It is entirely possible to spend an entire week talking to computers, or whatever records the messages that act as an impenetrable wall between you and communication with a human. My problem was trying to reach a human employee in a county courthouse to trace a seemingly lost file for a minor, but important, transaction. Various phones were answered, but by robotic voices and the one time, after at least a dozen calls, a human answered, I was put on hold for about 20 minutes. Unlike the old days when my wall-mounted kitchen phone had a cord that barely reached to the sink, now I could wander over to the refrigerator or kitchen cabinet while waiting for the human voice on the phone. It was only worrying that when or if someone would respond I would be too busy chewing to talk that prevented me from eating my way through these hold times. But I wonder: Is frustration at being put into cyberspace, instead of personal space when a problem needed to be solved, an overlooked cause of obesity?
A friend who works at a large US government agency complains incessantly at computer problems that no one is able or willing to fix. Another friend, a doctor, was visibly shaken when he could not understand the information given at a mandatory orientation on how to use the hospital’s new computerized record keeping system, and muttered about early retirement. An office mate goes into a high-stress mode about every 3 ½ days when a document he spent hours revising is nowhere to be found in the Cloud or Dropbox or wherever those files are stored. And an aunt moans constantly about having to navigate her way through online forms every time she wants to refill a prescription for her dog’s heartworm medication. The animal hospital’s pharmacy no longer takes refill orders by phone.
A recent talk by the New York Times columnist Thomas Friedman, at an endowed lectureship at MIT, provided the not too shocking information that we spend on average over 60% of our time in cyberspace. Presumably only a small amount of this time is spent stressing over glitches in our cyber interactions. And given the intensity and severity of stress previous generations experienced in their jobs, family, and communities, stressing out over confrontations with recorded messages or errant computer programs seems frivolous.
And yet: not being able to talk to a human when a problem really needs to be solved, now. Not being able to get through to a physician’s office because the recorded message does not allow the patient to say, “It is not a crisis, but I have to talk to the doctor.” Not understanding the accent of the technician who is attempting, valiantly, to figure out why the cell phone is not responding and is simply not communicating. These, and other situations too numerous to count, impose a stress on our lives.
And what do many of us do when we are stressed? Eat, of course. To be fair, we often don’t eat when we are attempting to follow directions as to what to click to fix a computer problem, because our hands are busy (one on the phone and one on the mouse). And when our adrenaline is extremely high because we are not sure we will ever get a human on the phone or a technician to resolve a phone issue, we are not eating, because the our stress and agitation has taken away our appetite. But afterward, to calm ourselves when the problem is fixed, or to calm ourselves when the problem cannot be fixed, we eat. And we are not racing to the refrigerator to steam broccoli or rip open a container of fat-free cottage cheese. We eat the foods we always eat when we are stressed: sugary or salty high-fat carbohydrates like cookie or chips, ice cream or French fries.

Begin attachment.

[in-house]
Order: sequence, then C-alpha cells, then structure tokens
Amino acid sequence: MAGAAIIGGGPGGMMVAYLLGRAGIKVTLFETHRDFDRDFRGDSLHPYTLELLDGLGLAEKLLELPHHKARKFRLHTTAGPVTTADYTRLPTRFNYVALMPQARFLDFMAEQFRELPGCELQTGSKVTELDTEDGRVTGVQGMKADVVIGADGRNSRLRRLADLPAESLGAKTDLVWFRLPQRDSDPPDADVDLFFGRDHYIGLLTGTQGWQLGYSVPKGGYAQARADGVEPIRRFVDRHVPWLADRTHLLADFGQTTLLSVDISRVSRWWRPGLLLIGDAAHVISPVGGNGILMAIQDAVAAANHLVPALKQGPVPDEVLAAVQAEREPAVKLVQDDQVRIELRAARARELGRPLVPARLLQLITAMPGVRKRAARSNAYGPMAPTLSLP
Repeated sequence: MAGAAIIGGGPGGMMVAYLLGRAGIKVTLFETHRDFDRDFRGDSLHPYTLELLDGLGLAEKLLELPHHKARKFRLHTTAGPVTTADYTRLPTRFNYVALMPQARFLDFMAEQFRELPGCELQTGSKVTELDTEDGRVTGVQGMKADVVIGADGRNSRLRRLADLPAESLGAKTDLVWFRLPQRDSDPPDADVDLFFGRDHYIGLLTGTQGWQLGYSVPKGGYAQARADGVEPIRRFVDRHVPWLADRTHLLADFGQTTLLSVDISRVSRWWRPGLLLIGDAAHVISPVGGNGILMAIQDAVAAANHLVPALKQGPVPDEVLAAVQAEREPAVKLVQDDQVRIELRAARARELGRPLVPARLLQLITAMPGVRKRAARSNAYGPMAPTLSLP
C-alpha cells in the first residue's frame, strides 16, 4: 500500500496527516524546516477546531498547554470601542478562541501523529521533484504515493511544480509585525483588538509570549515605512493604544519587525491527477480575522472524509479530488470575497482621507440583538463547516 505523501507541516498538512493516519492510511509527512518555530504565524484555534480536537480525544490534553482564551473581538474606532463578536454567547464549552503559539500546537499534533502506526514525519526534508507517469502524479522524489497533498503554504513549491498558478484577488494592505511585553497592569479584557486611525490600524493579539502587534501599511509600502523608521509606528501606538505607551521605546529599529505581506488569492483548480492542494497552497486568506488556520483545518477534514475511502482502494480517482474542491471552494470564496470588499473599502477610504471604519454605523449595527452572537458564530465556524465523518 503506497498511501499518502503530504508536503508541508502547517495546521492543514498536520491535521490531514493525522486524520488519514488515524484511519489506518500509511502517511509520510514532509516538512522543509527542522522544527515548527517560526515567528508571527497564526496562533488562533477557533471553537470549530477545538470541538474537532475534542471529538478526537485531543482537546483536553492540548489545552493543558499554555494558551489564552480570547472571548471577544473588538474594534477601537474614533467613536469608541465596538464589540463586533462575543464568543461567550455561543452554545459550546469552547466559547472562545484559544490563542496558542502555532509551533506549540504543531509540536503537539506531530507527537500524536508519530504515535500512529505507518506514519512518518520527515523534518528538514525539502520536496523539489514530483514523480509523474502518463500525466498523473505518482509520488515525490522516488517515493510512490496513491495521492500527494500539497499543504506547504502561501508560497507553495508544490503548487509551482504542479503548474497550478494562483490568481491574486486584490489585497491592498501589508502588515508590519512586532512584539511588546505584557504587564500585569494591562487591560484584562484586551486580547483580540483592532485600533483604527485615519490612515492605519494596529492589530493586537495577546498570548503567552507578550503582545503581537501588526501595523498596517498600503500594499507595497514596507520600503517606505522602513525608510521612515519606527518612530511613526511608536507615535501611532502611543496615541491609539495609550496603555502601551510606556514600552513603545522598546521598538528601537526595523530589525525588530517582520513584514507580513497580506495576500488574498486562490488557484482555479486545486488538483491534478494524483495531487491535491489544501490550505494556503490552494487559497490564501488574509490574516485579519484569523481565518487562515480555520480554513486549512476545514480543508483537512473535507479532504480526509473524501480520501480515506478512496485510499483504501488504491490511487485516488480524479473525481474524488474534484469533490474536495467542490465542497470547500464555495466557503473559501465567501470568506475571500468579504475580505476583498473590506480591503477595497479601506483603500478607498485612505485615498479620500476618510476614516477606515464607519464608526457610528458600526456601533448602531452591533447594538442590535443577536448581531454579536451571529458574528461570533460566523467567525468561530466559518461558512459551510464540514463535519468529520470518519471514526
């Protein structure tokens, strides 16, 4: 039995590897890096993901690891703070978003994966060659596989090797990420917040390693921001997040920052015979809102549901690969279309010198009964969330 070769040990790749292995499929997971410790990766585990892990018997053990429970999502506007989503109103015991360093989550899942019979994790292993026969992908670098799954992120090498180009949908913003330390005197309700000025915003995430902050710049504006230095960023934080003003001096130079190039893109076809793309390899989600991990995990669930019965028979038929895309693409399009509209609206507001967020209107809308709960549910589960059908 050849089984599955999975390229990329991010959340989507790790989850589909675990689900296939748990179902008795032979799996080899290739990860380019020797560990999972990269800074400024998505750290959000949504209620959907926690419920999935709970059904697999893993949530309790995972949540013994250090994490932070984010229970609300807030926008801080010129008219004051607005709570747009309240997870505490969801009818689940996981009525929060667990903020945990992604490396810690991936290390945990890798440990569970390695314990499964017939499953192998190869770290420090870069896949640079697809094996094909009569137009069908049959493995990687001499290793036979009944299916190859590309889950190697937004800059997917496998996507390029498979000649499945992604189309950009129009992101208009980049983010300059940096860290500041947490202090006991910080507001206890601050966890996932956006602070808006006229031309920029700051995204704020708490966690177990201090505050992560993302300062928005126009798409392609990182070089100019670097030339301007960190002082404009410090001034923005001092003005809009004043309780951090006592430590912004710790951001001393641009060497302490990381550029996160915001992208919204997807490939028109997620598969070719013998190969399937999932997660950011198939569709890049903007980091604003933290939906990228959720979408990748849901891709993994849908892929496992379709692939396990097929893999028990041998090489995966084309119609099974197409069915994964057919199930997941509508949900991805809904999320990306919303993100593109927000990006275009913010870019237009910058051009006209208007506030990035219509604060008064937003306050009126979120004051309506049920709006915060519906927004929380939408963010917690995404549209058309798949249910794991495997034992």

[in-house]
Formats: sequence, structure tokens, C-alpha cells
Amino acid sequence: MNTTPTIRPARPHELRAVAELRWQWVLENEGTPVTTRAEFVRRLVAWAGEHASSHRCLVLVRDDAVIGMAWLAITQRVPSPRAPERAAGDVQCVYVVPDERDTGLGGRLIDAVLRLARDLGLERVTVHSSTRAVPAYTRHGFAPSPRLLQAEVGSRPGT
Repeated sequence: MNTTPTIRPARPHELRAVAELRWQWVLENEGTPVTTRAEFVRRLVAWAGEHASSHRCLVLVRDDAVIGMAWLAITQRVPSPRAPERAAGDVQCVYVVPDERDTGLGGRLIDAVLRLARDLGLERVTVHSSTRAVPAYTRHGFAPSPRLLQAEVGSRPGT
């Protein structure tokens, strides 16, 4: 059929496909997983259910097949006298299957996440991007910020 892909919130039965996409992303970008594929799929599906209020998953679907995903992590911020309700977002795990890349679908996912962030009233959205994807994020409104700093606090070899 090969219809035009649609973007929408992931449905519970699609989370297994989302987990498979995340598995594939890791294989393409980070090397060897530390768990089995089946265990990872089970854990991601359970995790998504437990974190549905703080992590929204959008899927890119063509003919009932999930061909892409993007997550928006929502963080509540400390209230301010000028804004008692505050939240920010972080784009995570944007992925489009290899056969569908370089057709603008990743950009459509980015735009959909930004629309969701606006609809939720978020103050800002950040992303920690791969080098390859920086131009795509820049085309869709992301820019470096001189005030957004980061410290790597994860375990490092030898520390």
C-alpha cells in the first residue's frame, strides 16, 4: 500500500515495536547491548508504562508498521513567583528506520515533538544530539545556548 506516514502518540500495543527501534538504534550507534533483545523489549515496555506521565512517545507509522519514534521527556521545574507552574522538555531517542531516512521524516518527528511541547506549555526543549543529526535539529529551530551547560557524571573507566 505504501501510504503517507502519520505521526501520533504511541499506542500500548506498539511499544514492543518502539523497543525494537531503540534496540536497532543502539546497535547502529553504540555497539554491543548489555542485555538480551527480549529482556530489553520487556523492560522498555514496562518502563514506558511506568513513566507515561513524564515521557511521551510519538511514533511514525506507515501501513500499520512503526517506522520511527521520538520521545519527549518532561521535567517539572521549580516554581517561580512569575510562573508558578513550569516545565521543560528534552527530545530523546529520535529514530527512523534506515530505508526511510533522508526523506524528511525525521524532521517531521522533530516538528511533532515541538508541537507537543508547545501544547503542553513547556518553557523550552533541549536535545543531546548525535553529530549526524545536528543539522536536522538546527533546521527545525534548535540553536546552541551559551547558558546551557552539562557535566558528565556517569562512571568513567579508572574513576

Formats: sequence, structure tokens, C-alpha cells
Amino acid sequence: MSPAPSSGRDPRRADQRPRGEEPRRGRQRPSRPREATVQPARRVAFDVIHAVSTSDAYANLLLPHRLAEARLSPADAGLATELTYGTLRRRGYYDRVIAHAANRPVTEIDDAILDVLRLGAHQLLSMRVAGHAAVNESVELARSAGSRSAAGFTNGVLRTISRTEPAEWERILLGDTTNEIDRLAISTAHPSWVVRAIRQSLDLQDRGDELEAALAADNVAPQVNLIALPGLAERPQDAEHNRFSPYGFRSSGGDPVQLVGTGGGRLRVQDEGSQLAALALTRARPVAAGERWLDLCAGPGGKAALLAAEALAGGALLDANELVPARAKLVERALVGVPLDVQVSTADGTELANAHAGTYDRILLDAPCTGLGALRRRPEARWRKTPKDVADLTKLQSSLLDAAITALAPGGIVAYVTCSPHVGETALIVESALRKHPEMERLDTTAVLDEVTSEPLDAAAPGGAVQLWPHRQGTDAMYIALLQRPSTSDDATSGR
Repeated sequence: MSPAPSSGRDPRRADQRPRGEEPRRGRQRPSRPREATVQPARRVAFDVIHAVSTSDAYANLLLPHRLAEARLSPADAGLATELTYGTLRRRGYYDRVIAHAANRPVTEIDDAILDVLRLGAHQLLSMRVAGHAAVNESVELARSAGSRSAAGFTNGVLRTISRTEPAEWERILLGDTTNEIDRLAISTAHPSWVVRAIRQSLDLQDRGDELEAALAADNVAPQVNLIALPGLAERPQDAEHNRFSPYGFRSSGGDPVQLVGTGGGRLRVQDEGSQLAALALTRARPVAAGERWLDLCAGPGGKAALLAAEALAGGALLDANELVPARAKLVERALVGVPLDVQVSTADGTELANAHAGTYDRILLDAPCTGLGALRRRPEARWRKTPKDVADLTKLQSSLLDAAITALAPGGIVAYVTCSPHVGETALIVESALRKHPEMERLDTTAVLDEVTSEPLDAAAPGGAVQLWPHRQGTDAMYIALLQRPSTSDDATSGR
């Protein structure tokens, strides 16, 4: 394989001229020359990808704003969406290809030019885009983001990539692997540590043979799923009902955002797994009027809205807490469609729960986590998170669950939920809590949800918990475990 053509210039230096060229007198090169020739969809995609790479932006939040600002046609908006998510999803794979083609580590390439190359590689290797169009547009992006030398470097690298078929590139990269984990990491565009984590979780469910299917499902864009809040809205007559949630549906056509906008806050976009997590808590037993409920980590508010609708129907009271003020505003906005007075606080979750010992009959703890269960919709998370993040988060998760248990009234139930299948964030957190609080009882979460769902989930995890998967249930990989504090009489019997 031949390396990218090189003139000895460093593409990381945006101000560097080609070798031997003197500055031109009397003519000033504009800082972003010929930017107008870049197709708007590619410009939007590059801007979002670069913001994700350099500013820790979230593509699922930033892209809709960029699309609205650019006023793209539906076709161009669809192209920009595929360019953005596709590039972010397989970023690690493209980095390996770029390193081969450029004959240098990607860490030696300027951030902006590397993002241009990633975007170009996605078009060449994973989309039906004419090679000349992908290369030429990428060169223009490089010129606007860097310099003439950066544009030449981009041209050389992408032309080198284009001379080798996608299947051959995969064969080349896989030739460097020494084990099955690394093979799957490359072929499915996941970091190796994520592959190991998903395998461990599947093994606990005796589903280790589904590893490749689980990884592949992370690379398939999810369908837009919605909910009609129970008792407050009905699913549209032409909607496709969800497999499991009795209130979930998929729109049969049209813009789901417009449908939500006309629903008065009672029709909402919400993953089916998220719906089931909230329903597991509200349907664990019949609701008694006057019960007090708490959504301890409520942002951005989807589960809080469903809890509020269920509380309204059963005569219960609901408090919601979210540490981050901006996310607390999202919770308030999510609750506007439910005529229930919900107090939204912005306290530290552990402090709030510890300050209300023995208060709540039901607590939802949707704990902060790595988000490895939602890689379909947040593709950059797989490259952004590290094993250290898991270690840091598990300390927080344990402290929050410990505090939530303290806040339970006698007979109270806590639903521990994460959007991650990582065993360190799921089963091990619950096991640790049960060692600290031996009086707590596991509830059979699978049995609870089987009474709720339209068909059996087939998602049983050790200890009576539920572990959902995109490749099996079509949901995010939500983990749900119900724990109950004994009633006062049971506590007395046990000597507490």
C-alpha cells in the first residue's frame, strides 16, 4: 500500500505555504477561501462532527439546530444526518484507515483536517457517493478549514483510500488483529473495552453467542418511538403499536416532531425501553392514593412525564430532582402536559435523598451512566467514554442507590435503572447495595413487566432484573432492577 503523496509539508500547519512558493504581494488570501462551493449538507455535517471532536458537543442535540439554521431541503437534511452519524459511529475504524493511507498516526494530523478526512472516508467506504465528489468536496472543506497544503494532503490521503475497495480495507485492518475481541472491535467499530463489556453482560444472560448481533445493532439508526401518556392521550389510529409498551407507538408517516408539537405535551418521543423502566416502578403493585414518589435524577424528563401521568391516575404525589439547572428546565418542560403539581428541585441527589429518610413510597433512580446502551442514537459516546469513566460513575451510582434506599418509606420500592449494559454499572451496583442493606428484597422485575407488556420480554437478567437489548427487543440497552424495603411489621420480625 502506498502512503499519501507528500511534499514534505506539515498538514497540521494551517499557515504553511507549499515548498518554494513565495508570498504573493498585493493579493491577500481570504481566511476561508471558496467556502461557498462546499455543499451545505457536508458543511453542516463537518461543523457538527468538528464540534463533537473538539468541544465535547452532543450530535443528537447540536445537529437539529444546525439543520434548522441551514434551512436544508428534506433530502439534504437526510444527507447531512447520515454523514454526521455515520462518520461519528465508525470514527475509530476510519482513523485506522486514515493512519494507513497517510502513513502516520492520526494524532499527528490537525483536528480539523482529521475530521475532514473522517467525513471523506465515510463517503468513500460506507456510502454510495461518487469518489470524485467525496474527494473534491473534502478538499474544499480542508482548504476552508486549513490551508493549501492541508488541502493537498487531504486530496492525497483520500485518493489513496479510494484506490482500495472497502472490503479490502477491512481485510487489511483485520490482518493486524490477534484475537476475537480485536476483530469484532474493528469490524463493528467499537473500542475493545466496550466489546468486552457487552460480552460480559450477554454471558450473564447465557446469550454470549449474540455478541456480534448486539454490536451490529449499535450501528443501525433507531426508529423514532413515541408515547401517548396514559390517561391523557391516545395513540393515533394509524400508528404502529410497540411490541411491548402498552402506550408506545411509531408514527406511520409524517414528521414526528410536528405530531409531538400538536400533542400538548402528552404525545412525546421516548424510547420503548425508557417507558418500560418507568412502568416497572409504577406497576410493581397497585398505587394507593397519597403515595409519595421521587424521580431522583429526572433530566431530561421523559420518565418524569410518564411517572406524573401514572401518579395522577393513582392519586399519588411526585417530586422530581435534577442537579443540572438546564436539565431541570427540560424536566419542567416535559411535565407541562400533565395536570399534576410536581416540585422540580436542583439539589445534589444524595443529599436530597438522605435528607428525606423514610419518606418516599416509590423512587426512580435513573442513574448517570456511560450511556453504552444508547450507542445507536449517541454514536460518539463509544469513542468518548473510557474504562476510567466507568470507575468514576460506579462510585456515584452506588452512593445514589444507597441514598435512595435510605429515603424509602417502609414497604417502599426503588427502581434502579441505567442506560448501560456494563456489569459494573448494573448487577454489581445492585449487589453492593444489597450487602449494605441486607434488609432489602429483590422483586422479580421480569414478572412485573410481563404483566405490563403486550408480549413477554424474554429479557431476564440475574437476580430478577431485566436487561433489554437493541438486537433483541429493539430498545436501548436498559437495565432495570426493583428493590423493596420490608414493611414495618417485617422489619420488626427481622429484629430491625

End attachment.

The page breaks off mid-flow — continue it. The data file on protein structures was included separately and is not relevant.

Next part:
If technology is causing our stress and overeating, might technology take it away? There are apps that monitor our stress levels by picking up changes in heart rate, and some other physiological measures of distress. However, then what? Wouldn’t we know we are stressed without the app telling us? There are apps that will keep track of our caloric intake, so if we are munching on peanuts while listening to the on-hold recorded music, we will know how much we are eating. But of course we have to do mindful munching; otherwise, how can we tell the app how many handfuls of peanuts we have thrown in our mouth?
But perhaps someone will/can develop apps that help us meditate when we are on hold to calm our breathing, to speak to us in reassuring tones when we cannot get through the. “Listen carefully because our menu choices may have changed…” message without grinding our teeth, to detect when we are opening a bag of cookies or the freezer to get at the ice cream and gently remind us that eating isn’t going to fix the computer. Another exercise-oriented app can suggest useful pacing techniques, and record the number of steps we are taking while waiting for a technician to come on the line. A third should tell us to stop hunching over the computer or tablet and to relax our neck and shoulders and remind us that even though we think having our computer crash, or never being able to though to a human on the telephone, is not the end of the world.
It only feels like it is.